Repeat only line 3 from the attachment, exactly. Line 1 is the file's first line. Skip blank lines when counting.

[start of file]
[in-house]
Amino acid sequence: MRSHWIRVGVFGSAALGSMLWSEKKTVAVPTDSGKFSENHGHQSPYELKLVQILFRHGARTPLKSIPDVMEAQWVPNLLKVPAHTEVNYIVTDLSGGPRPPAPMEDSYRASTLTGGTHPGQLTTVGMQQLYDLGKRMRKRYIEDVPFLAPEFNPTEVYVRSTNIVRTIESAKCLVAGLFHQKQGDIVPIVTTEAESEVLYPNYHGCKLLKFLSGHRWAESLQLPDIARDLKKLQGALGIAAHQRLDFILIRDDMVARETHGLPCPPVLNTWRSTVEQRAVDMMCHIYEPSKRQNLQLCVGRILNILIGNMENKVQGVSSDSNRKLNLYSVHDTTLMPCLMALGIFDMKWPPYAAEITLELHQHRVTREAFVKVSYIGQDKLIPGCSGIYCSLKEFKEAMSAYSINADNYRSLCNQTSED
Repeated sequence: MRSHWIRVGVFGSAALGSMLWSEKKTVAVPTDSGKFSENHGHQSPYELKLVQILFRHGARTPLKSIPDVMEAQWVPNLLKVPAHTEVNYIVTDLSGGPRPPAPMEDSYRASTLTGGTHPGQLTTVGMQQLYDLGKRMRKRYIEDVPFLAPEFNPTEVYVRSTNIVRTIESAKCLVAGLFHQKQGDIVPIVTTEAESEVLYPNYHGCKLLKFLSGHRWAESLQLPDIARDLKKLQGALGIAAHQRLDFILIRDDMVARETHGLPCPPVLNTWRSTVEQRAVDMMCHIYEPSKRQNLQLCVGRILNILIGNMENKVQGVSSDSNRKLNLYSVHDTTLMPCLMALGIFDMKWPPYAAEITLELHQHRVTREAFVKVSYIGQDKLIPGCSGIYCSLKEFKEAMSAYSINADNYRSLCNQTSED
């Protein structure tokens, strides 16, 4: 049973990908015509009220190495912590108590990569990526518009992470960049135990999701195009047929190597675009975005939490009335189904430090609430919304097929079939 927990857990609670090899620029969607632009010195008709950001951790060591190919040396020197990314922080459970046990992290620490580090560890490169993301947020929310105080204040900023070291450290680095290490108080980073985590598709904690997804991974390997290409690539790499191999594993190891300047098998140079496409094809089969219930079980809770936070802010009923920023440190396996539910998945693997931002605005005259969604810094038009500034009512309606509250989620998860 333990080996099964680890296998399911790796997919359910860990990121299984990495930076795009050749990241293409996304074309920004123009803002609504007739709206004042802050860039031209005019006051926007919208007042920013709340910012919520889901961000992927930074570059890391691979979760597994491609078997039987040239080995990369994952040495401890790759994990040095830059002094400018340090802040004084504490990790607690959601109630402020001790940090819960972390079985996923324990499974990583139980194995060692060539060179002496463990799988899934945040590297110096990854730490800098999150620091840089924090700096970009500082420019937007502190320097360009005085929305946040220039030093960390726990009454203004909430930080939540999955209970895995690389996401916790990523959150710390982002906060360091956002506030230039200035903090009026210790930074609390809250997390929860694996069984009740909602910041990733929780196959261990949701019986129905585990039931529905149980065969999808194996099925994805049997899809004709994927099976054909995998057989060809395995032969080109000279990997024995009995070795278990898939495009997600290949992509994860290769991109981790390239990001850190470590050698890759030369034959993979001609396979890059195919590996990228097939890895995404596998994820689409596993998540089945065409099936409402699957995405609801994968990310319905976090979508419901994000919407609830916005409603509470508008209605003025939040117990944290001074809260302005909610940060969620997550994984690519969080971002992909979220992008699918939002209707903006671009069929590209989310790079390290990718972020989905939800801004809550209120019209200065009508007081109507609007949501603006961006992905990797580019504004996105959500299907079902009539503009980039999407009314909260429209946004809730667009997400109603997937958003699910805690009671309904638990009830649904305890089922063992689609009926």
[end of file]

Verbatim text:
Repeated sequence: MRSHWIRVGVFGSAALGSMLWSEKKTVAVPTDSGKFSENHGHQSPYELKLVQILFRHGARTPLKSIPDVMEAQWVPNLLKVPAHTEVNYIVTDLSGGPRPPAPMEDSYRASTLTGGTHPGQLTTVGMQQLYDLGKRMRKRYIEDVPFLAPEFNPTEVYVRSTNIVRTIESAKCLVAGLFHQKQGDIVPIVTTEAESEVLYPNYHGCKLLKFLSGHRWAESLQLPDIARDLKKLQGALGIAAHQRLDFILIRDDMVARETHGLPCPPVLNTWRSTVEQRAVDMMCHIYEPSKRQNLQLCVGRILNILIGNMENKVQGVSSDSNRKLNLYSVHDTTLMPCLMALGIFDMKWPPYAAEITLELHQHRVTREAFVKVSYIGQDKLIPGCSGIYCSLKEFKEAMSAYSINADNYRSLCNQTSED